During our three days in downtown, we took the necessary common-sense precautions, walked all over downtown, and thoroughly enjoyed it!
For a good overview to begin our stay, we used our on-board credit and took a city tour that was offered through American Queen Voyages, the company we had cruised the Great Lakes with during the previous two weeks. On our final day, we did an architecture river cruise to learn about the skyscrapers that lined the Chicago River. Both tours were excellent!
What most impressed us about Chicago was how clean and beautiful the downtown city center was everywhere we walked. The city is situated along Lake Michigan, and the city planners did a fabulous job lining the waterfront with attractive parks that offered great vantage points of the amazing skyline.
There is so much I could write about Chicago, but I will let my pictures tell the story instead. (To view them larger, click on the photos.) Here, then is Part 1:
We stayed on the 14th floor at the Warwick Allerton Hotel, on North Michigan Avenue. This (right) was our (zoomed in) view of Michigan Avenue from our room, including this gorgeous bird! Yes, it was real! I was able to photograph it by sticking my camera out the window that opened up just enough to fit my hand and camera through. Our room was on a corner, so it required a bit of maneuvering and guess work to angle my camera, hold it steady, and snap these shots!
The largest Starbucks in the world was located a block away. People actually line up around the corner to get in! We don’t drink coffee, and we aren’t Starbucks fans, but we thought it was worth a look inside when we happened to walk by when there was no line.
The planters along Michigan Avenue and neighboring streets were fabulous! They added such a beautiful element to soften the appearance of all the steel and concrete of the city.
Some of the buildings featured interesting artwork on their exteriors:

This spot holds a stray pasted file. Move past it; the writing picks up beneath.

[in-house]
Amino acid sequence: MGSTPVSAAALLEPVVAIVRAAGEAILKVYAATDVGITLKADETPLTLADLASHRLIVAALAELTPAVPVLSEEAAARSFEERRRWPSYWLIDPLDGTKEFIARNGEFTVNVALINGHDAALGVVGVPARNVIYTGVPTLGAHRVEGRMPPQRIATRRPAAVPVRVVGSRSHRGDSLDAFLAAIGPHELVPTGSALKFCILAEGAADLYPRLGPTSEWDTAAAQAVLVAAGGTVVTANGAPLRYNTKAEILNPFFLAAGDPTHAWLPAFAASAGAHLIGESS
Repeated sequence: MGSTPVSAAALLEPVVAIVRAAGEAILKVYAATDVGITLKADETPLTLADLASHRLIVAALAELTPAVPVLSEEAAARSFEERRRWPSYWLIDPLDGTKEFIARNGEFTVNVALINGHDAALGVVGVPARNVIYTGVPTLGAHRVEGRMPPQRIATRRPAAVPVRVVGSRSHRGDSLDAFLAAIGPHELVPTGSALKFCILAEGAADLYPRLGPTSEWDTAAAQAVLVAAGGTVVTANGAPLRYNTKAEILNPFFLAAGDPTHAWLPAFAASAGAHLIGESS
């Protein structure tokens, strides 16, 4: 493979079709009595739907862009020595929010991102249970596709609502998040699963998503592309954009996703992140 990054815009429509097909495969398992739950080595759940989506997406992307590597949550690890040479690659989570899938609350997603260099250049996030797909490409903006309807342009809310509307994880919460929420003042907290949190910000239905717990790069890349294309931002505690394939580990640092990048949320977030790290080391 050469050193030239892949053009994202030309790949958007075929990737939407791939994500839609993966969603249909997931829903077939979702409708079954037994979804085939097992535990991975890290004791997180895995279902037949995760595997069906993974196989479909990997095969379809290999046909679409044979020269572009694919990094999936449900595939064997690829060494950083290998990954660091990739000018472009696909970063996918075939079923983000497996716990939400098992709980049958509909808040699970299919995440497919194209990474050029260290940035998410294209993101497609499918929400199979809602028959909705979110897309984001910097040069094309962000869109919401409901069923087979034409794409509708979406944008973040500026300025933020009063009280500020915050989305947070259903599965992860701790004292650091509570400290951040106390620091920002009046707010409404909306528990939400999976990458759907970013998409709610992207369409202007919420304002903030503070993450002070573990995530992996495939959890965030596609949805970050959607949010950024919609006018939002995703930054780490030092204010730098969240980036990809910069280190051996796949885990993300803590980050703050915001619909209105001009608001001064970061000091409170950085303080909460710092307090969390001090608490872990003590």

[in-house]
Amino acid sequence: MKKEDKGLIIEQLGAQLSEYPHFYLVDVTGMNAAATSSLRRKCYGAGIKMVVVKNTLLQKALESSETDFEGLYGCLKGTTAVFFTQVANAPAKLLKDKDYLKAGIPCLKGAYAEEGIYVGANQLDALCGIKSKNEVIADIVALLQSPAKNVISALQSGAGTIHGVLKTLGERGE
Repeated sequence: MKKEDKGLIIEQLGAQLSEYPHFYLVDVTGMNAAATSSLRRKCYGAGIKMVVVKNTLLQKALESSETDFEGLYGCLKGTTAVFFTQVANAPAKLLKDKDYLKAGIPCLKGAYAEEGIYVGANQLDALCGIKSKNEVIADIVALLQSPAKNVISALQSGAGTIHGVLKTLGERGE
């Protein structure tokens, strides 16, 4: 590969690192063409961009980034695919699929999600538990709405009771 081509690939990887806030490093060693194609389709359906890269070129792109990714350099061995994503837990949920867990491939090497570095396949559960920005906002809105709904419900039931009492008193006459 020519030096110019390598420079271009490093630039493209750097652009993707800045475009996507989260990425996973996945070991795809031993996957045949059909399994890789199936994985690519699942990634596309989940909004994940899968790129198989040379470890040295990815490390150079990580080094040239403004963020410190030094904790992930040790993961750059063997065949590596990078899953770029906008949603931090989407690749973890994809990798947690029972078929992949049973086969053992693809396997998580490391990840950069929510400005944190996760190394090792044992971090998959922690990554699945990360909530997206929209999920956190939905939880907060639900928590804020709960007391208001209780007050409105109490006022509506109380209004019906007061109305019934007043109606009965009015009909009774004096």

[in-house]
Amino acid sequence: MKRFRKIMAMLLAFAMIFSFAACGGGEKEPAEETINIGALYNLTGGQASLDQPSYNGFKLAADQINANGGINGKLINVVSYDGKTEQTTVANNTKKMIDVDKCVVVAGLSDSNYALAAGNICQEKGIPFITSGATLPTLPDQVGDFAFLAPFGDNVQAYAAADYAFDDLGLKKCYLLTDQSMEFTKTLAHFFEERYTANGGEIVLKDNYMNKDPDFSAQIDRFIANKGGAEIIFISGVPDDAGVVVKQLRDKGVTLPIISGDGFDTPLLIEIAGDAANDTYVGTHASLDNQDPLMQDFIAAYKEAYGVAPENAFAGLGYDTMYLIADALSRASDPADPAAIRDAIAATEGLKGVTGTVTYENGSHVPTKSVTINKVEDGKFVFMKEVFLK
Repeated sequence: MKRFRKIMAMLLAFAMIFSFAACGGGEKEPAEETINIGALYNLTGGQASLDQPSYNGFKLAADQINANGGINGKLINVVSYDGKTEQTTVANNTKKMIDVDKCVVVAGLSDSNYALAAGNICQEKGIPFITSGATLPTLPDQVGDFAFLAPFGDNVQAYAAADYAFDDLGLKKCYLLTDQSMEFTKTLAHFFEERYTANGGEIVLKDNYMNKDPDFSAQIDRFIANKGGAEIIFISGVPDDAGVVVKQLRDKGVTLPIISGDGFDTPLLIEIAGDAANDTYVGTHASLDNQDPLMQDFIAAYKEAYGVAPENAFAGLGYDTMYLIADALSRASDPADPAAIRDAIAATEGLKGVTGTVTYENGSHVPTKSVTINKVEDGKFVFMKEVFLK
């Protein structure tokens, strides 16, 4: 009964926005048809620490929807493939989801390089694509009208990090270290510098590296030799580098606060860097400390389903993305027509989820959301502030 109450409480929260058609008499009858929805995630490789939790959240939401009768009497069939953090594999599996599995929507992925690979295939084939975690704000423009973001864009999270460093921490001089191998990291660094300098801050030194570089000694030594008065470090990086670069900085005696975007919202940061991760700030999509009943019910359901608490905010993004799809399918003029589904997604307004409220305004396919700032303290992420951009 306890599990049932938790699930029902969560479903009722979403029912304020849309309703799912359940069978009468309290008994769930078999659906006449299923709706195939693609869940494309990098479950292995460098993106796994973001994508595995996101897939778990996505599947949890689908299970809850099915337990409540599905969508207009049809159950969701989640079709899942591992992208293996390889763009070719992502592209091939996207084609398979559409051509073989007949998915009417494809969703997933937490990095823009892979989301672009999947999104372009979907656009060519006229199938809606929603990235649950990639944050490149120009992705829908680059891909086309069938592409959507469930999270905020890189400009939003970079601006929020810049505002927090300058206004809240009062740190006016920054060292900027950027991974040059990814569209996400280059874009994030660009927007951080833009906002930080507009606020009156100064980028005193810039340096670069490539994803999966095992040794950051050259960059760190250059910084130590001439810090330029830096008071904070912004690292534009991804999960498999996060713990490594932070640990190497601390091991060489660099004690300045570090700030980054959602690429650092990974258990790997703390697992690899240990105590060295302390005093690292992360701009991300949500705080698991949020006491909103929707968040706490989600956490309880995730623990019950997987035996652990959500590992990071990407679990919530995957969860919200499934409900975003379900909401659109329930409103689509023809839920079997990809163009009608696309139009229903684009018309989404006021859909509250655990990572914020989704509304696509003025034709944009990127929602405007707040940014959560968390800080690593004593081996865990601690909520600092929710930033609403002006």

Although we thoroughly enjoyed our vegetarian deep dish pizza at Lou Malnati’s during our pre-cruise Chicago visit, we decided to try Giordano’s stuffed vegetarian deep dish pizza for comparison (see below). Lou Malnati’s crust wins the contest; however, Giordano’s wins for everything else! We loved their sauce and stuffed pizza! Want to make your mouth water? Click on the pizza photo to see it larger!
Now, for dessert. Kind Snacks is on their “Frozen Summer Tour,” and we were lucky enough to see them– twice! First, we saw the truck at the park at the foot of Navy Pier, and they were handing out free samples of their DELICIOUS frozen bars. They were eager to give you as many as you wanted, so we went back for seconds. 😀 The next day, they were on Michigan Avenue near the Chicago River! They would have given us an entire box if we wanted! The sample lady was eager to empty their coolers and call it a day. We ended up tasting one each of three different flavors and made pigs of ourselves. Damn, those things are good!
Next up: Cruising the Great Lakes #12: Captivating Chicago, Part 2
Our last port of what turned out to be a fabulous cruise was Muskegon, Michigan, located on the state’s west coast. The city’s population is only about 38,000; however, it is the most populous city along Michigan’s western shore.
What makes this city a popular vacation destination is its beautiful beaches, excellent fishing, sailing regattas, and scenic forests, along with interesting historic architecture, museums, theater, public art, and farmer’s market. There is a lot to offer in this small city!